Information and resources

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Information and resources


General information and support:

This book, produced by CanTeen, provides support and information to help young people who have or had cancer get their head around their diagnosis, deal with practical and emotional challenges and regain a sense of control.


This booklet provides information about the emotional and social impact of cancer. It has been written for people diagnosed with cancer, their family and friends.


Employment/vocational support:

WISE Employment is a not-for-profit community service organisation assisting people with a disability and disadvantaged members of the community through employment and support services (branches across Victoria, New South Wales, Tasmania and the Northern Territory).


CRS Australia provides support and assessment services to people with a disability, injury or health condition.


myfuture is Australia's national career information and exploration service, providing information to help people make career decisions, plan career pathways and manage work transitions.


A Department of Education, Employment and Workplace Relations portal to information about post-school education and training and future work opportunities.


Financial and practical assistance:

  • Cancer Councils

Call the Cancer Council Helpline for advice about support and services in your state/territory: 13 11 20.


Redkite provides financial assistance, professional counseling, emotional support and education, and vocational assistance to children and young people with cancer and their families.


Peer support:

  • CanTeen

CanTeen, the Australian Organisation for Young People Living with Cancer, provides a national peer support network for 12–24 year olds who are living with cancer (including siblings and children of people with cancer or who have died from cancer).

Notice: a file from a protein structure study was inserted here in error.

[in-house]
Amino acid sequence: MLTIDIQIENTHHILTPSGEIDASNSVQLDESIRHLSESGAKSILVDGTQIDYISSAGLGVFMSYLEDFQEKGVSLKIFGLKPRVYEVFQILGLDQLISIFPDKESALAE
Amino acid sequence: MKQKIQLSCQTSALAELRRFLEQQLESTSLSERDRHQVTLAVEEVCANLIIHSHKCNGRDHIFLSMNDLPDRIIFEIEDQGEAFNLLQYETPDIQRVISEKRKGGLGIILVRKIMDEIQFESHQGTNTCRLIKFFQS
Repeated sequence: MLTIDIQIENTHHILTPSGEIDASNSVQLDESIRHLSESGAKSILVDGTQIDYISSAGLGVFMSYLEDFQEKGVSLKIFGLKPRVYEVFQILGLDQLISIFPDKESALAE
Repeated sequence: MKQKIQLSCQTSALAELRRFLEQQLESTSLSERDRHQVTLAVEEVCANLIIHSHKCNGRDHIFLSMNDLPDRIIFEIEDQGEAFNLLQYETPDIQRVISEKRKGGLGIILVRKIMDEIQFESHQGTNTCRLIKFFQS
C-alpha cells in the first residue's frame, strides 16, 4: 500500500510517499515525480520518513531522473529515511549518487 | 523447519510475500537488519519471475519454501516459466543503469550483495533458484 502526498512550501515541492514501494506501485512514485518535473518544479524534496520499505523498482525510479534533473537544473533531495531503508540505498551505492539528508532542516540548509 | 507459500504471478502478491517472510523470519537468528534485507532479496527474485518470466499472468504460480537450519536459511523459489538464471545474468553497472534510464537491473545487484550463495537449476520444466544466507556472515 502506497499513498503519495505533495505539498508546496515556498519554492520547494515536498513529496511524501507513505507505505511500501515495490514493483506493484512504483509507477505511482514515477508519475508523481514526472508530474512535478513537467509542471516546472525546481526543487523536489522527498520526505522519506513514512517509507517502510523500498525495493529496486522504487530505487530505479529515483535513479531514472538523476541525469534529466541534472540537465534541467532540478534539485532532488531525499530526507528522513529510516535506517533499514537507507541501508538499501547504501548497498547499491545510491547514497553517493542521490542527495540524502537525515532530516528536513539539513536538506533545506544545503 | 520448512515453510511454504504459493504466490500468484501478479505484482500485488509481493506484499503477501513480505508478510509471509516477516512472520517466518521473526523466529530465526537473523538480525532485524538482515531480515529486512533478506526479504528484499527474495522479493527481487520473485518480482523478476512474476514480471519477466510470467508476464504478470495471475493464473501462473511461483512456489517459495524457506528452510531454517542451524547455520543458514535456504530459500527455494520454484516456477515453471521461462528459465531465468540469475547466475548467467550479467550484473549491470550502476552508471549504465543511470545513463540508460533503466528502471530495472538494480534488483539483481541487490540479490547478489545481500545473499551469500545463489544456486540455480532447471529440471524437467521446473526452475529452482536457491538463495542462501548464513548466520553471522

CanTeen has developed Now What as an online space where young people with cancer can share their experiences.


Camp Quality provides support to children and young people (under 18) with cancer and their families.


The Warwick Foundation is a non profit organisation focused on supporting young adults (18-40 years) on their cancer journey.


  • Relationships and sexuality

onTrac@PeterMac sexual health fact sheet



General information and psychosocial support:

  • CanTeen website and resources

CanTeen, the Australian Organisation for Young People Living with Cancer, provides information for families and ‘tips’ for friends of young people living with cancer.


Printed and audiovisual resources can be ordered (free of charge) from CanTeen’s ‘Now what?’ website, including:

- It's like this... How young people and their parents deal with cancer – a DVD for parents of young people to give an understanding of the experience of living with cancer as an adolescent and young adult. It explores the whole range of cancer experiences including that of bereavement.

- Now What...? Dealing with your sibling’s cancer – a book providing support and advice to help young people deal with the practical and emotional challenges of living with a sibling with cancer.

- Friends resources – including information young people can give to their friends on how they can show support during their cancer journey.

  • General practitioners

If you are experiencing psychological stress, anxiety or depression, ask your GP for a mental health care consultation. You may be eligible for a GP Mental Health Treatment Plan, under which your GP can refer you for Medicare-subsidised sessions with a psychologist, or an appropriately trained doctor, social worker or occupational therapist.


Redkite provides financial assistance, professional counseling, emotional support and education and vocational assistance to young people with cancer and their families. Redkite provides telephone support and telegroups (professionally facilitated telephone based peer support groups) for parents and family members of young people with cancer.


Siblings Australia is a national organisation providing support for brothers and sisters of people with special needs including disability, chronic illness and mental health issues.


Grief and loss support services and information:

Resources for family members and health professionals, contact details for grief and bereavement support services and information about education and training for health professionals.


The Bereavement Care Centre provides comprehensive and accessible counselling and support services for the terminally ill and their families, and for those recently bereaved.


The beyondblue website includes information on mental health disorders, useful mental health related resources and on mental health research.


  • CanTeen book: Now what…? Living with the death of your parent or brother or sister from cancer

This book addresses the issues of bereavement and grief, what it looks like, how it feels and what is normal.


Palliative care information and resources for both health professionals and consumers.